Federal-State Meeting Planned to Rally for Foreclosure Accord
U.S. Housing and Urban Development Secretary Shaun Donovan and a Justice Department official are set to meet with state attorneys general next week to rally support for a proposed settlement with banks over foreclosure practices, said the Iowa Attorney General’s Office.
Materials about the proposed deal are being sent to all states, and Democratic attorneys general have been asked to meet on Jan. 23 with Donovan and Associate Attorney General Thomas Perrelli, said Geoff Greenwood, a spokesman for Iowa Attorney General Tom Miller.
State and federal officials have been negotiating a settlement with the five largest mortgage servicers, including Bank of America Corp. and JPMorgan Chase & Co., which would set requirements for conducting foreclosures and provide mortgage relief to homeowners. Miller, a Democrat, has been leading negotiations for the states.
The attorneys general from all 50 states announced in 2010 they were investigating bank foreclosure practices after disclosures that the companies were using faulty documents in seizing homes.
At the Jan. 23 meeting in Chicago, the federal and state officials will answer questions and discuss details of the potential deal in an effort to win support, Greenwood said. Republican attorneys general will separately discuss the proposed settlement by phone the same day with their Republican counterparts on the negotiating committee in addition to Donovan and Perrelli, Greenwood said.
The sessions come after about a dozen state attorneys general met last week to discuss their mortgage investigations and how they might work together, people familiar with the matter said at the time.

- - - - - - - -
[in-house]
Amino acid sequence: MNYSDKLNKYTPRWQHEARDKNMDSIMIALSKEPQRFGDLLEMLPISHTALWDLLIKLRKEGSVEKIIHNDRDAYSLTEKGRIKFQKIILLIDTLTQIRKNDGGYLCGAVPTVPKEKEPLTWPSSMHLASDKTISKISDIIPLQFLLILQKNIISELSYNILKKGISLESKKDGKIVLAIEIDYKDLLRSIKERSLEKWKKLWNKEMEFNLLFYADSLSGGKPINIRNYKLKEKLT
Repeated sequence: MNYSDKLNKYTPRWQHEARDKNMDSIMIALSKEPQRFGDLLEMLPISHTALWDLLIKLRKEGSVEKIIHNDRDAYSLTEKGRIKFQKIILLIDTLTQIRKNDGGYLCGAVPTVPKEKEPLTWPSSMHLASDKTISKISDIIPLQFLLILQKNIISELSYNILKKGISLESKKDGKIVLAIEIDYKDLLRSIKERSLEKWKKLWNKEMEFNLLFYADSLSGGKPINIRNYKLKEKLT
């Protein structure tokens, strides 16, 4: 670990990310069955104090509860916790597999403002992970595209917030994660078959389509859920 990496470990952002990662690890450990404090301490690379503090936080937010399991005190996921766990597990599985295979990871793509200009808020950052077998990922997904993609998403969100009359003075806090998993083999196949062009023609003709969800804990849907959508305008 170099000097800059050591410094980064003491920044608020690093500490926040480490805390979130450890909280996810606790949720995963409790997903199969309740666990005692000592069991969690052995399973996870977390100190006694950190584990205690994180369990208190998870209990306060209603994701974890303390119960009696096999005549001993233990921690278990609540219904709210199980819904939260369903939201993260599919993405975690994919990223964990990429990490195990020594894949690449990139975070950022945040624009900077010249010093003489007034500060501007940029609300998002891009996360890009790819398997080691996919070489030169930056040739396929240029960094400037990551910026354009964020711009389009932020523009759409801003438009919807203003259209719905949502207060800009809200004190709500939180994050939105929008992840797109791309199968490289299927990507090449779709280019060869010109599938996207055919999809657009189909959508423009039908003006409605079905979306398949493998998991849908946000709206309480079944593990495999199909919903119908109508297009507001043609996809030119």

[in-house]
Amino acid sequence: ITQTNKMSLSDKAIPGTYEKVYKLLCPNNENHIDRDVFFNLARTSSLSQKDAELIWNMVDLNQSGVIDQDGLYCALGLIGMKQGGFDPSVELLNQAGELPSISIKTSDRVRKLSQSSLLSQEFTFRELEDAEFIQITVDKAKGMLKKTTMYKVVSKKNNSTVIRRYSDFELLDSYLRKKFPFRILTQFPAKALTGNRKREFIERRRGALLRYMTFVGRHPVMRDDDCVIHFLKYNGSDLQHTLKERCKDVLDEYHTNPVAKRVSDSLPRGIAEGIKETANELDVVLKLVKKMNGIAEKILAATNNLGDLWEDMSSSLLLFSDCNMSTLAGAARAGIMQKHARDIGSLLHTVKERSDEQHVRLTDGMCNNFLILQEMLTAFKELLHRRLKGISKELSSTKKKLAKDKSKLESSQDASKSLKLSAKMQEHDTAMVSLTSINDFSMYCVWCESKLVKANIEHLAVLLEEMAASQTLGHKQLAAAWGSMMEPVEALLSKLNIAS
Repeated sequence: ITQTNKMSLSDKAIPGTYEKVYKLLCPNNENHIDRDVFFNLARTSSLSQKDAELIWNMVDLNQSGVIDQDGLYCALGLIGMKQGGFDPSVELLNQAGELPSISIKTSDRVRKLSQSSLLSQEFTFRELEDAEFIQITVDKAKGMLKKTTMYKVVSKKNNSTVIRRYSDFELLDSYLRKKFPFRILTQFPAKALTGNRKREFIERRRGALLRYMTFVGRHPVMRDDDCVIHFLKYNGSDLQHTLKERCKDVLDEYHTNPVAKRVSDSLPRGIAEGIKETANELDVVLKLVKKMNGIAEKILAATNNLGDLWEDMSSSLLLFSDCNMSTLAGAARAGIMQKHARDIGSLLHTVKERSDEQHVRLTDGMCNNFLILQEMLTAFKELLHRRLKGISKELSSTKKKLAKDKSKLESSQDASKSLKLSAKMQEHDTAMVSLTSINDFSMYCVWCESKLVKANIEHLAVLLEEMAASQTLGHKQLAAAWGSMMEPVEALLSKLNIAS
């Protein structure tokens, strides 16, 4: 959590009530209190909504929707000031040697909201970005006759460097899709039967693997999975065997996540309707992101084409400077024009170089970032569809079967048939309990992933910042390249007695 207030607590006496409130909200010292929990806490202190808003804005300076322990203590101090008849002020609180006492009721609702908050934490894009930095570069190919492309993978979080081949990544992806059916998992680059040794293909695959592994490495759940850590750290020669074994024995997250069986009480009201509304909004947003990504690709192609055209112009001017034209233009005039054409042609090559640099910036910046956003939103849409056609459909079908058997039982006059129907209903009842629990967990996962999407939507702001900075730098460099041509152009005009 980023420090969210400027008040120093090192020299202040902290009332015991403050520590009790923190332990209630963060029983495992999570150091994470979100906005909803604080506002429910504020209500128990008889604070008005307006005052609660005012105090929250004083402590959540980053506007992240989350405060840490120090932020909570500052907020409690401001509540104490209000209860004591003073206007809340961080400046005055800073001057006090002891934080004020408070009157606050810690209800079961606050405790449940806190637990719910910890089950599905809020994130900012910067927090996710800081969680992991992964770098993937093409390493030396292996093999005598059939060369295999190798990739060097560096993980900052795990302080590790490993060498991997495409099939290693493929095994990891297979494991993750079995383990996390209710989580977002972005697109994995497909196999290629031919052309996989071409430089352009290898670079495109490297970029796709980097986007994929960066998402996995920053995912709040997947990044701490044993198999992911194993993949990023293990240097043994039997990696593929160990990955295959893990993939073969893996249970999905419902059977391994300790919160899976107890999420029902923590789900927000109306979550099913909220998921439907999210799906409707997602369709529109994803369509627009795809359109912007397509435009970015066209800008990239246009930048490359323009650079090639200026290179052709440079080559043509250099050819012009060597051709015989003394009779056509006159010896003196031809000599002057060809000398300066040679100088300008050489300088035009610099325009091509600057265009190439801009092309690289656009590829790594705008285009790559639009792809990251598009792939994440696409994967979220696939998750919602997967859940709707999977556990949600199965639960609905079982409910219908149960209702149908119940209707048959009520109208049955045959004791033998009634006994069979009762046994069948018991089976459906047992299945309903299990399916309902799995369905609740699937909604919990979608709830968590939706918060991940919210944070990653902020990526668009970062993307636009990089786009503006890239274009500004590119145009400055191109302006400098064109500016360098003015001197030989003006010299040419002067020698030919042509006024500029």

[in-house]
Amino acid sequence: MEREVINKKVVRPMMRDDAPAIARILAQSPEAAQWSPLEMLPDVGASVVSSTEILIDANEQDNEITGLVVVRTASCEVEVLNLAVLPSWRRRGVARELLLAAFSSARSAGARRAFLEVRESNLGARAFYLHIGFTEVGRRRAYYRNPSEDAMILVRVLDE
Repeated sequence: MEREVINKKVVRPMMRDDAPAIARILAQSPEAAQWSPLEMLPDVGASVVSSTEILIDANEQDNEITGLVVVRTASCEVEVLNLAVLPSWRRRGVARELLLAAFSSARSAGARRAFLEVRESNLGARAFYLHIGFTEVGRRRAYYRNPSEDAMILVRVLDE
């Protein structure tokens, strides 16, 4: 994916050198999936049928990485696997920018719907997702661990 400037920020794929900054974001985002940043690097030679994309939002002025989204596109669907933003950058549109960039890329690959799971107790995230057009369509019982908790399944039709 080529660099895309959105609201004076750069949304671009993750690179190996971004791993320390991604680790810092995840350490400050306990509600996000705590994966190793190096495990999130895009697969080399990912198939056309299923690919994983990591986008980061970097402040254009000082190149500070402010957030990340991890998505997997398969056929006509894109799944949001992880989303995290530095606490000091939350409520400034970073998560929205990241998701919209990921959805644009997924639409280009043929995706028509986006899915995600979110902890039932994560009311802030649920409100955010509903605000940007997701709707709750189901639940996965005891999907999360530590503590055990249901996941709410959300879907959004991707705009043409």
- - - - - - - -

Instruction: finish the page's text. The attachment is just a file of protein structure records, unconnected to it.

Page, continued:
New York, California
The group included New York Attorney General Eric Schneiderman, California Attorney General Kamala Harris and others who have said any foreclosure settlement shouldn’t protect banks from mortgage-related investigations that haven’t yet been resolved.
Harris and Nevada Attorney General Catherine Cortez Masto announced in December they were collaborating in their mortgage and foreclosure investigations. Schneiderman and Delaware Attorney General Beau Biden are also cooperating. In December, Massachusetts Attorney General Martha Coakley sued Charlotte, North Carolina-based Bank of America, New York-based JPMorgan, Citigroup Inc. (C), Wells Fargo & Co. and Ally Financial Inc. (ALLY), accusing them of conducting unlawful foreclosures and deceiving homeowners.
Coakley said she believes there is “a likelihood that a settlement will be reached between some states and the banks,” according to a copy of remarks given to the Boston Chamber of Commerce.
“We will keep an open mind about whether the ultimate agreement makes sense for Massachusetts,” she said.
HUD spokesman Derrick L. Plummer declined to comment about the Jan. 23 meeting. A Justice Department spokesman couldn’t be reached for comment after normal business hours.
To contact the reporters on this story: David McLaughlin in New York at email@example.com
Bloomberg moderates all comments. Comments that are abusive or off-topic will not be posted to the site. Excessively long comments may be moderated as well. Bloomberg cannot facilitate requests to remove comments or explain individual moderation decisions.